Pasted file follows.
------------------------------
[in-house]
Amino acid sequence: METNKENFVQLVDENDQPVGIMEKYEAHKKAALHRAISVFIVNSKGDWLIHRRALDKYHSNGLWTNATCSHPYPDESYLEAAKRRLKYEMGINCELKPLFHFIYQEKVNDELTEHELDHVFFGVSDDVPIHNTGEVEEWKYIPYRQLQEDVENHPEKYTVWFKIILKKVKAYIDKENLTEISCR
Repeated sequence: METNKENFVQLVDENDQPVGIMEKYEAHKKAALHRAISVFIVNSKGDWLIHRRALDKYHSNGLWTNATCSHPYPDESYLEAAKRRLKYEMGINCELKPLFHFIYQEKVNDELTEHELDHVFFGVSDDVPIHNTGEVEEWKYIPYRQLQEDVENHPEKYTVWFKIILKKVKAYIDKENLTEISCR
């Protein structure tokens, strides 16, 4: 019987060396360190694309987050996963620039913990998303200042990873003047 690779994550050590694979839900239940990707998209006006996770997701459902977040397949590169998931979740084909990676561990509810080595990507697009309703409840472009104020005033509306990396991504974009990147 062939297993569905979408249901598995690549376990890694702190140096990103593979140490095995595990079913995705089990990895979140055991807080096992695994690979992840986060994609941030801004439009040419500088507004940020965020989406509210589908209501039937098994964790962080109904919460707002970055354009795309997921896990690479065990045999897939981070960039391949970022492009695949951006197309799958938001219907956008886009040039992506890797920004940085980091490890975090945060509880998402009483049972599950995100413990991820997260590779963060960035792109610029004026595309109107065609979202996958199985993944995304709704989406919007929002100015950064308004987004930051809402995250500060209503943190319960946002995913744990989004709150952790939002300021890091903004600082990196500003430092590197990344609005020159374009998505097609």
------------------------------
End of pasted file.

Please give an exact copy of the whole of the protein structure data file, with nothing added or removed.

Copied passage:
[in-house]
Amino acid sequence: METNKENFVQLVDENDQPVGIMEKYEAHKKAALHRAISVFIVNSKGDWLIHRRALDKYHSNGLWTNATCSHPYPDESYLEAAKRRLKYEMGINCELKPLFHFIYQEKVNDELTEHELDHVFFGVSDDVPIHNTGEVEEWKYIPYRQLQEDVENHPEKYTVWFKIILKKVKAYIDKENLTEISCR
Repeated sequence: METNKENFVQLVDENDQPVGIMEKYEAHKKAALHRAISVFIVNSKGDWLIHRRALDKYHSNGLWTNATCSHPYPDESYLEAAKRRLKYEMGINCELKPLFHFIYQEKVNDELTEHELDHVFFGVSDDVPIHNTGEVEEWKYIPYRQLQEDVENHPEKYTVWFKIILKKVKAYIDKENLTEISCR
């Protein structure tokens, strides 16, 4: 019987060396360190694309987050996963620039913990998303200042990873003047 690779994550050590694979839900239940990707998209006006996770997701459902977040397949590169998931979740084909990676561990509810080595990507697009309703409840472009104020005033509306990396991504974009990147 062939297993569905979408249901598995690549376990890694702190140096990103593979140490095995595990079913995705089990990895979140055991807080096992695994690979992840986060994609941030801004439009040419500088507004940020965020989406509210589908209501039937098994964790962080109904919460707002970055354009795309997921896990690479065990045999897939981070960039391949970022492009695949951006197309799958938001219907956008886009040039992506890797920004940085980091490890975090945060509880998402009483049972599950995100413990991820997260590779963060960035792109610029004026595309109107065609979202996958199985993944995304709704989406919007929002100015950064308004987004930051809402995250500060209503943190319960946002995913744990989004709150952790939002300021890091903004600082990196500003430092590197990344609005020159374009998505097609």